"In different seas, and on different coasts, a wider or more contracted range, in which to exercise the vigilance of the government, will be assented to. Thus, in the Channel, where a very great part of the commerce to and from all the north of Europe passes through a very narrow sea, the seizure of vessels on suspicion of attempting an illicit trade must necessarily be restricted to very narrow limits; but on the coast of South America, seldom frequented by vessels, but for the purpose of illicit trade, the vigilance of the government may be extended somewhat farther, and the foreign nations submit to such regulations as are reasonable in themselves, and are really necessary to secure that monopoly of colonial commerce, which is claimed by all nations holding distant possessions."
The Supreme Court of Canada has held that, even irrespective of any treaty, the Dominion had a right, under the law of nations, to pursue and take a vessel beyond the three-mile limit, when that vessel was charged with the infraction of her laws.
In the matter of the ship North (37 Canada Supreme Court, 385), the vessel was charged with fishing in Canadian waters, contrary to the statutes of the Dominion. She was pursued and captured beyond the three-mile limit. The North was an American vessel.
The Supreme Court of Canada holds that by the principles of international law she could be brought into a Canadian court and condemned. The court was of the opinion that this could be done even under the well-recognized principles of international law, but further held that, if it could be construed to be a breach of international law, that was not a matter affecting the jurisdiction of the court, but was a matter for the protest of the government of the ship.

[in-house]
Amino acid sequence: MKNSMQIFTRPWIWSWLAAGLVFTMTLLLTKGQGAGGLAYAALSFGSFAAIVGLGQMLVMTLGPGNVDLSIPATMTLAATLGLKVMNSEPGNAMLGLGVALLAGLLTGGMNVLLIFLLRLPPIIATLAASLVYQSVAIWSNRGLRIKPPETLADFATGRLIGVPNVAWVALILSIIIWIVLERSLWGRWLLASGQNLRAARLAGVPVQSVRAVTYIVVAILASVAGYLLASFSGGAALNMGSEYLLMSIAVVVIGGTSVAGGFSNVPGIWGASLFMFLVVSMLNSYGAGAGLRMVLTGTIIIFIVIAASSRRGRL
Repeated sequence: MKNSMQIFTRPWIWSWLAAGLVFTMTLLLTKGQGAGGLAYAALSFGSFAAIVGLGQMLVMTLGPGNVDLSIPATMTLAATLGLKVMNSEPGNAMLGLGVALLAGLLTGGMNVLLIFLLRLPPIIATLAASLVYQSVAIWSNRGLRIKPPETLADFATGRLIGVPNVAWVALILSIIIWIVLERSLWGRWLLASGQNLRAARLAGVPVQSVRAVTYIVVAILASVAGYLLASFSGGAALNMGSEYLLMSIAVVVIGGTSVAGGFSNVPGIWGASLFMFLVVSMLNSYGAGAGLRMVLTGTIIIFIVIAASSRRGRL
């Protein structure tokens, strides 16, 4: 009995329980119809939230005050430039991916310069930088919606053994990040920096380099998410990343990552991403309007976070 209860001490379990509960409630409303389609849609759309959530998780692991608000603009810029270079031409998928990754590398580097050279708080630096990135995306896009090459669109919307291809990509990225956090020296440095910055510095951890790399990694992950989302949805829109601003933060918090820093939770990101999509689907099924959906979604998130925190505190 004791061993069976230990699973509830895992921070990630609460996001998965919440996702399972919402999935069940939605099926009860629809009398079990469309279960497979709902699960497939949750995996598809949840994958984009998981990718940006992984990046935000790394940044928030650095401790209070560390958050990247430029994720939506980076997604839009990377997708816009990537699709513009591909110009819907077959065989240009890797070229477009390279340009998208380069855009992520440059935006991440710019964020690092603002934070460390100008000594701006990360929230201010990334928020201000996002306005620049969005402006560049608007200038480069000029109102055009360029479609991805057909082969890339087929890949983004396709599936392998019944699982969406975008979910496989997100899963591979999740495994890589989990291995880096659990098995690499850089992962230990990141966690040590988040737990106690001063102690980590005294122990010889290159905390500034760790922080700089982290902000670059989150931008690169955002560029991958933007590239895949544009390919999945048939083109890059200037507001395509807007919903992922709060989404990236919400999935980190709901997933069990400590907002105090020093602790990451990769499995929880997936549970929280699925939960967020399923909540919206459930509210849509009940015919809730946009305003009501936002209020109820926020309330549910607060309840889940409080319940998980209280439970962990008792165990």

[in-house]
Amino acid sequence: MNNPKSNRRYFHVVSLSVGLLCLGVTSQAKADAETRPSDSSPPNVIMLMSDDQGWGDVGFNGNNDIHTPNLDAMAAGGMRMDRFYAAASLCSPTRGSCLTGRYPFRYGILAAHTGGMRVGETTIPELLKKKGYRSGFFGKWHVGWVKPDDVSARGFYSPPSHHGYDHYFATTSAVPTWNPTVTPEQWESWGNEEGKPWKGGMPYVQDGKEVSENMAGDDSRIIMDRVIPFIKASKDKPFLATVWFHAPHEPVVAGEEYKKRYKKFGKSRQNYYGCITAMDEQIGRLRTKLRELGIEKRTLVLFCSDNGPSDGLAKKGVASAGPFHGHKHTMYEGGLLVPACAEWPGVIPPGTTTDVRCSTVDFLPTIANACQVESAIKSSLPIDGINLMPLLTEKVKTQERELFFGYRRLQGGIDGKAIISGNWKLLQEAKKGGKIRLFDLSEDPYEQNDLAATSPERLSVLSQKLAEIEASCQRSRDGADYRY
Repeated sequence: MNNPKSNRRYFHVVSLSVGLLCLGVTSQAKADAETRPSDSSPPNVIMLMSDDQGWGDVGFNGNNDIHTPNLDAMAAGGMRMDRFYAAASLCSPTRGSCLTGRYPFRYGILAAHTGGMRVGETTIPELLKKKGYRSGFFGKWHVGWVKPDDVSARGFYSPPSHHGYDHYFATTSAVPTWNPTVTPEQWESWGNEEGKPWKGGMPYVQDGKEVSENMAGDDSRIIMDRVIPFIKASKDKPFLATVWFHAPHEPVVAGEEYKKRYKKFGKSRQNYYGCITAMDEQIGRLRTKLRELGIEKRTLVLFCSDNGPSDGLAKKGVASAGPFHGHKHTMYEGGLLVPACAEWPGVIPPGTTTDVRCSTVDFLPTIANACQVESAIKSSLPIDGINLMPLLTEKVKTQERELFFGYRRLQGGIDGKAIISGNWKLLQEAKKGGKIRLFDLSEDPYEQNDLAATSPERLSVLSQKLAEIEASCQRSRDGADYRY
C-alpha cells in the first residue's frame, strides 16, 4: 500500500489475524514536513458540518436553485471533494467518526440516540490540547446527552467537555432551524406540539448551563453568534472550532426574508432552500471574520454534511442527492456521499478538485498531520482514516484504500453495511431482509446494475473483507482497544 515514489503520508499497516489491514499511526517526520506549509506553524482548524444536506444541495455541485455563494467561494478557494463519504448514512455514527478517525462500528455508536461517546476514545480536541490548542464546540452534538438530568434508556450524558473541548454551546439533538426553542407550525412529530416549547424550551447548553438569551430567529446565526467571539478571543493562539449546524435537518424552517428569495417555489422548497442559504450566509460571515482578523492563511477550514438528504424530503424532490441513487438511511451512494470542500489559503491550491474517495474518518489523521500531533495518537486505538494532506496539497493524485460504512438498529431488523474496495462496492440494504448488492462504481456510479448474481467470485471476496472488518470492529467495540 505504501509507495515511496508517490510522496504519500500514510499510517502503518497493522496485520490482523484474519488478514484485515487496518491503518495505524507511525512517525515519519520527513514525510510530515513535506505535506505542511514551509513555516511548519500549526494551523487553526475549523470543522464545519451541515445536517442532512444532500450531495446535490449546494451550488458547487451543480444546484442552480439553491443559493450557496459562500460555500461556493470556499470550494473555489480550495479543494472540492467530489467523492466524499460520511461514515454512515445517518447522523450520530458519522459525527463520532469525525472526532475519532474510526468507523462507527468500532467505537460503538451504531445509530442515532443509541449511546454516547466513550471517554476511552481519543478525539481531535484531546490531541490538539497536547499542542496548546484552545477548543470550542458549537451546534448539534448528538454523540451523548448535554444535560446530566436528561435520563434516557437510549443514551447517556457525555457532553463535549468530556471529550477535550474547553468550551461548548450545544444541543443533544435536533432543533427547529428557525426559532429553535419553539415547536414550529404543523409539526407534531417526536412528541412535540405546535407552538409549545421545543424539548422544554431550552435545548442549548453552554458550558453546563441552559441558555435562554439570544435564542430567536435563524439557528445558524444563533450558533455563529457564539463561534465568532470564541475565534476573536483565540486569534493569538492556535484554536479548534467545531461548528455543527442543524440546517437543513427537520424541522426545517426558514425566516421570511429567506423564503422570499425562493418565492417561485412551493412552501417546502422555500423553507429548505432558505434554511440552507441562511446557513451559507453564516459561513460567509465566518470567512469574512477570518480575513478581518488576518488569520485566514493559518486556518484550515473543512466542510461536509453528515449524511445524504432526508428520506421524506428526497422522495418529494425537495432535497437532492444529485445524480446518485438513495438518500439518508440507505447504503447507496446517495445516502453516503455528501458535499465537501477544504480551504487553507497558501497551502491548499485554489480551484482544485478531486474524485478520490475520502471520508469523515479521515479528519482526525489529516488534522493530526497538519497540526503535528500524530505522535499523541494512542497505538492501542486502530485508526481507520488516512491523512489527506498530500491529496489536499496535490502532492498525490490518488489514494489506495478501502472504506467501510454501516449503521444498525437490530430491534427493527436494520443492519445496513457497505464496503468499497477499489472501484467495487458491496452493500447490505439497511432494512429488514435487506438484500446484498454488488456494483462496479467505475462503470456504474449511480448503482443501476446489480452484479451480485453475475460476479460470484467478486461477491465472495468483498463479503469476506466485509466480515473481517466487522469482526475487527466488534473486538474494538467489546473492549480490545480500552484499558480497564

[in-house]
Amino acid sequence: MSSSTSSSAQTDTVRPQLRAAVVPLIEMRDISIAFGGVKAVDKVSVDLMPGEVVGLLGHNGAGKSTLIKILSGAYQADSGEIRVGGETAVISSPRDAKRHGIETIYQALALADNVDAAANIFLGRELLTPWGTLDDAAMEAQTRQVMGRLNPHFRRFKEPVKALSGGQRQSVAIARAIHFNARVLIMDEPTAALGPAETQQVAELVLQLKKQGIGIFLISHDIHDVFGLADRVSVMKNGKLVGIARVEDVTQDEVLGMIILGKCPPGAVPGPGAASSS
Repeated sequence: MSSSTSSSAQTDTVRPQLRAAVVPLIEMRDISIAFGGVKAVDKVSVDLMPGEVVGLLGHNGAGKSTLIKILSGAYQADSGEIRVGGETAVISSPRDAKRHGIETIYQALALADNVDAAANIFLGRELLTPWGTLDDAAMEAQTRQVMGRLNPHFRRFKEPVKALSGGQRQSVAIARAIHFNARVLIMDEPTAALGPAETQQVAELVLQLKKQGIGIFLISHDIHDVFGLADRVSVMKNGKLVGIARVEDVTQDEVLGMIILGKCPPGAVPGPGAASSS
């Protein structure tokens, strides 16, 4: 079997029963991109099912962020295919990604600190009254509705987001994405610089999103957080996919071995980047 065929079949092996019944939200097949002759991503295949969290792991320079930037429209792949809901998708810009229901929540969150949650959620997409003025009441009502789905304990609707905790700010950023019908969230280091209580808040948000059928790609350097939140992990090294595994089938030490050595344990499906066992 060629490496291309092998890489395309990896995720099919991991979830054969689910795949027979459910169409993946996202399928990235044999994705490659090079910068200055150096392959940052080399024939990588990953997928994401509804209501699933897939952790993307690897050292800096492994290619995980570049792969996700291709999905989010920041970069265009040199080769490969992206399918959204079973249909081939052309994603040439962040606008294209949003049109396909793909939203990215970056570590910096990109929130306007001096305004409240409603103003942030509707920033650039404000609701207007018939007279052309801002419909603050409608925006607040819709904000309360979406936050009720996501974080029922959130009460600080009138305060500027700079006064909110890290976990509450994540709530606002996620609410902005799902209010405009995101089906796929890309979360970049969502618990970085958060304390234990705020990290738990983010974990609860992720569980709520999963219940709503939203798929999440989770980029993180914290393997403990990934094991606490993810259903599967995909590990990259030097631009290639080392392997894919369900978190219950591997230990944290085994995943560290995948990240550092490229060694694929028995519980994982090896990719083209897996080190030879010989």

The case of Hudson v. Guestier, 6 Cranch, 281, 3 L. Ed. 224, was an action of trover for coffee and logwood, the cargo of the brig Sea Flower, which had been captured by the French for trading to the revolted ports of the Island of Hispaniola, contrary to the ordinances of France, and carried into the Spanish port of Baracoa, but condemned by a French tribunal at Guadaloupe, and sold for the benefit of the captors, and purchased by the defendant. The trial court directed the jury "that if they find from the evidence produced, that the brig Sea Flower had traded with the insurgents at Port au Prince, in the island of St. Domingo, and had there purchased a cargo of coffee and logwood, and, having cleared at the said port, and coming from the same, was captured by a French privateer, duly commissioned as such, within six leagues of the island of St. Heneague, a dependency of St. Domingo, for a breach of said municipal regulations, that in such case the capture of the Sea Flower was legal, although such capture was made at the distance of six leagues from the said island of St. Domingo, *646 or St. Heneague, its dependency, and beyond the territorial limits or jurisdiction of said island, and that the said capture, possession, subsequent condemnation, and sale of the said Sea Flower, with her cargo, divested the said cargo out of the plaintiffs, and the property therein became vested in the purchaser."
In affirming a judgment for the defendant, the court said: "Considering it, then, as settled that the French tribunal had jurisdiction of property seized under a municipal regulation, within the territorial jurisdiction of the government of St. Domingo, it only remains for me to say whether it will make any difference if, as now appears to have been the case, the vessel were taken on the high seas, or more than two leagues from the coast. If the res can be proceeded against when not in the possession or under the control of the court, I am not able to perceive how it can be material whether the capture were made within or beyond the jurisdictional limits of France, or in the exercise of a belligerent or municipal right. By a seizure on the high seas, she interfered with the jurisdiction of no other nation, the authority of each being there concurrent." This case overruled Rose v. Himely, 4 Cranch, 241, 2 L. Ed. 608, wherein it was held that a vessel could not be seized on the high seas, outside territorial jurisdiction, for a breach of a municipal regulation.